I was so relieved when I saw Anthea walking down the aisle with her parents. They smiled at people; she just looked at me, smiling. When they got level with me she stepped forward, and her parents stood with my father. I looked at her, raised one eyebrow in our old way of questioning. She leaned forward to me and said, “Happy things, my love. I’m just sorry they delayed me.”
The wedding was as we had agreed it, making the vows we had each decided was what we would promise. We don’t like the traditional vows, they are very general.
Our parents gave us to each other, although in Anthea’s case, as she is a widow that is not really traditional here.
Then the 10 minutes of legalities, and we walked out down the aisle as husband and wife. I know I couldn’t stop smiling, and every time I looked at her, she was too. When I got outside and saw the car I was surprised. When I had seen it in the palace courtyard as I was leaving it just had two white ribbons on it. Now it seemed covered with ribbons and flowers, tied on to any place that gave a hold.
My love turned to me and said, “Oops, that was why I was late, lovely people who sang to me, and tied their flowers and ribbons as wishes for us,” I laughed and then realised I had tears leaking out of my eyes. She pulled me towards her, kissed me and under the guise of touching me, wiped away the tears. She is my other half.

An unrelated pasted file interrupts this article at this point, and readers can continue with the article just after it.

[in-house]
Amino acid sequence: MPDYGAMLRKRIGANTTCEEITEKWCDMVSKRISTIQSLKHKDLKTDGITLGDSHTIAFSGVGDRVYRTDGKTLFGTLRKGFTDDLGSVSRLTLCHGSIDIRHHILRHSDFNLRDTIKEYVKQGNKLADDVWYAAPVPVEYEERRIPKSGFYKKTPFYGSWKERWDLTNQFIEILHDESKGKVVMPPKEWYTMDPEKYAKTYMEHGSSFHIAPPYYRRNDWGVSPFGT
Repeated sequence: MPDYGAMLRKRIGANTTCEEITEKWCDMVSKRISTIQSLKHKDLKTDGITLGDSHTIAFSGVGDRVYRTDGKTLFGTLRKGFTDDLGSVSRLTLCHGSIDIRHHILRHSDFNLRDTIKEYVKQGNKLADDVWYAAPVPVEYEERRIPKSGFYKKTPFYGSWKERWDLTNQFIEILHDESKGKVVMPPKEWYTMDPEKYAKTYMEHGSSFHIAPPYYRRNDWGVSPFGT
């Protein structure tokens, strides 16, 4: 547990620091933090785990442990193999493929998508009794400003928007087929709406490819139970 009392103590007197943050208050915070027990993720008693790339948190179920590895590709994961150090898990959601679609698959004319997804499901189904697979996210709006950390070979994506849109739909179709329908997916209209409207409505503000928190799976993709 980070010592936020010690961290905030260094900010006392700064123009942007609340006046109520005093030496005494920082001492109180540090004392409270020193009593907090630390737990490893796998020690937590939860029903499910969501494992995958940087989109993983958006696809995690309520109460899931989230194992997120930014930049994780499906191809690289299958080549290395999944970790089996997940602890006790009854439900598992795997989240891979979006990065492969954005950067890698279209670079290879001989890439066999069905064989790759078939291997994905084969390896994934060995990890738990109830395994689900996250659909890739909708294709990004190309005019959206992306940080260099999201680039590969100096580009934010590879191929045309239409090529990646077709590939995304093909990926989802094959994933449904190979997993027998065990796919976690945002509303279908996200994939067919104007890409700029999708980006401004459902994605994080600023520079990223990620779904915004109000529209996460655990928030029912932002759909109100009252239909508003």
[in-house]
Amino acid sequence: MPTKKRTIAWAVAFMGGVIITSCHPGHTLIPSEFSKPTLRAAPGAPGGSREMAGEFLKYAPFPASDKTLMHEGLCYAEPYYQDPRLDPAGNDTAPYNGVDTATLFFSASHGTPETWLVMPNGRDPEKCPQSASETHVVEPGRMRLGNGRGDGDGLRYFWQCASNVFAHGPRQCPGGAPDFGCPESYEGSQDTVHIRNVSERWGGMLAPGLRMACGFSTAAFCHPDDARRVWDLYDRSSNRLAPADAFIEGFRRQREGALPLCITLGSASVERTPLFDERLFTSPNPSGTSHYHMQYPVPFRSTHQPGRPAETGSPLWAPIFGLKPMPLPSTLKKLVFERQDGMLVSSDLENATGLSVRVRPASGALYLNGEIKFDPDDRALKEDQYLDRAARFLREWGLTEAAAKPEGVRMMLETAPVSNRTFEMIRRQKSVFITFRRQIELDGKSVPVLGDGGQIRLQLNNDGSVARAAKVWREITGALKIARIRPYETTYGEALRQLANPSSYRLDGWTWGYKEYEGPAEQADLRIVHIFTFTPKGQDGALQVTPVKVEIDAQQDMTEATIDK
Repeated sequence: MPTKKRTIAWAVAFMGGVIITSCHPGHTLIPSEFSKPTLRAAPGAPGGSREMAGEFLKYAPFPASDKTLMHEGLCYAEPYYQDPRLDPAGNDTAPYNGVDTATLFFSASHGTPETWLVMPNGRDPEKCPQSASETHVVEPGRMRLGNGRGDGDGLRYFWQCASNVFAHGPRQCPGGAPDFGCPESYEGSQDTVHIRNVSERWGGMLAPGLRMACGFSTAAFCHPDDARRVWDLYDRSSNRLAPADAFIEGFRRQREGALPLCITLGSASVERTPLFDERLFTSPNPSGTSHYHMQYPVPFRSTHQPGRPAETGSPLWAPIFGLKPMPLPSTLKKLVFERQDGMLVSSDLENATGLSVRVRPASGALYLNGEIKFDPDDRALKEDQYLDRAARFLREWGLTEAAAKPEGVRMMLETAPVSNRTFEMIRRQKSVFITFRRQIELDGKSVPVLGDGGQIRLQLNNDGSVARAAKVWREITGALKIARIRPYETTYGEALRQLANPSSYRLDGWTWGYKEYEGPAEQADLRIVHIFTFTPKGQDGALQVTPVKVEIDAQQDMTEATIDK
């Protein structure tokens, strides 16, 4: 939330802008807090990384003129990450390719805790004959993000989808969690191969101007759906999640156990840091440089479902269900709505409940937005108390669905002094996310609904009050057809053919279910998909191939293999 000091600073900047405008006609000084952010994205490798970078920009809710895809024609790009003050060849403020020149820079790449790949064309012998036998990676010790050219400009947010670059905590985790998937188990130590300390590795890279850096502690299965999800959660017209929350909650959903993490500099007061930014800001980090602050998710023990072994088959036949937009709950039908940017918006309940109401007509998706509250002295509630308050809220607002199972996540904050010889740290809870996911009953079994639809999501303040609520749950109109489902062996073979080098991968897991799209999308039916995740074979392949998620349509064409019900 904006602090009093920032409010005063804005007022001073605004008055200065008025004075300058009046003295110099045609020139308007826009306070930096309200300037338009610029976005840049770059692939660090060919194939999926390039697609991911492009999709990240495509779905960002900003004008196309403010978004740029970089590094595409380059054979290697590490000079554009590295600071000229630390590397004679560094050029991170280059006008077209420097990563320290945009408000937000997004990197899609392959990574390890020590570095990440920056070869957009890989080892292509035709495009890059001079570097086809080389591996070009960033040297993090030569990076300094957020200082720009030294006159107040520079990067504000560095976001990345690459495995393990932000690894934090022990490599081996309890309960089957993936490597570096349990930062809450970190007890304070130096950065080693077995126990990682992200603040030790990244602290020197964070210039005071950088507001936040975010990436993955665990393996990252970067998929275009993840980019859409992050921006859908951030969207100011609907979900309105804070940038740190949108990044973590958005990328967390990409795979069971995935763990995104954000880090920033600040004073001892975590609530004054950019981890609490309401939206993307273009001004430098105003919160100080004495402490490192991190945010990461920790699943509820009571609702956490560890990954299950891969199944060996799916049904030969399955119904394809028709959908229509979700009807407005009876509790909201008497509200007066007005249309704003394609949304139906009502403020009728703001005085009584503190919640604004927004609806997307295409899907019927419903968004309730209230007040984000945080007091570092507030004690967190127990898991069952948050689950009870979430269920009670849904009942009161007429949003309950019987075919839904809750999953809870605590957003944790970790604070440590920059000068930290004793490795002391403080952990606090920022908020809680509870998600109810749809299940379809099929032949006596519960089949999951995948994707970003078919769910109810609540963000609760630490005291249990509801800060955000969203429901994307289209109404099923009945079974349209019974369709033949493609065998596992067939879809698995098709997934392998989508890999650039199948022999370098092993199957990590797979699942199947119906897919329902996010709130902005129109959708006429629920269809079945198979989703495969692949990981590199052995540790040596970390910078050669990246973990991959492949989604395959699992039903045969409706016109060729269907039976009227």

We waited at the top of the stairs for the photographers, private and the press, smiling and waving. Several times they demanded the kiss be repeated, and we were not loath to oblige.
Then into the car, the crowd surged and the police cordon held them, we waved again and again. Then speeding off to the highway and a few private minutes together. Time to just catch our breath and hold hands. Then towards the palace again. Anthea’s crowd was still there, singing and waving. They let us through with no more stoppages.
In to the palace, the makeup and hair people took a quick look at Anthea, but she was still looking perfect (as she always does to me) but proclaimed that I needed a ‘little fixing’. That done we went to the formal garden for a few quick photographs, and then into the formal reception room for formal portrait type pictures.
Then on to the ballroom, now set up for the wedding luncheon. Greeting all of the guests. This was still ‘formal time’, heads of state, other royals, political contacts, and thankfully family and friends.
The long luncheon, I was too excited to eat much, as was Anthea. After the luncheon and speeches, the long process of farewells, greetings, comments as people started to leave. Then at last some privacy. We went to our suite, so that she could quickly bath and change for the ‘queening ceremony’. Anthea’s clothes etc had all been moved by her maid.
Anthea came out of the bathroom in her robe, and settled into a chair. She said she was very tired already. I remembered she had hardly eaten, and I was feeling a little peckish too. So I phoned and we had coffee and a small snack sent up. We sat for half an hour, talking about the morning. I had been so worried that Philip had conjured up some harm to her. She came and held my hand, telling me nothing would ever come between us again.
Then she dressed for the ceremony. Fortunately it was held in one of the formal reception rooms in the palace. Witnesses were again political, legal, special interest groups. Her vows to work for the good of the country until we should both retire and, if necessary, take over the throne in the event of my untimely demise, took only a short time. Then she accepted the coronet we had agreed on, from a previous coronation of the country’s only reigning queen way back in the 1700’s.
Back for more photographs.
And then peace.
We had a very private night after a very public day.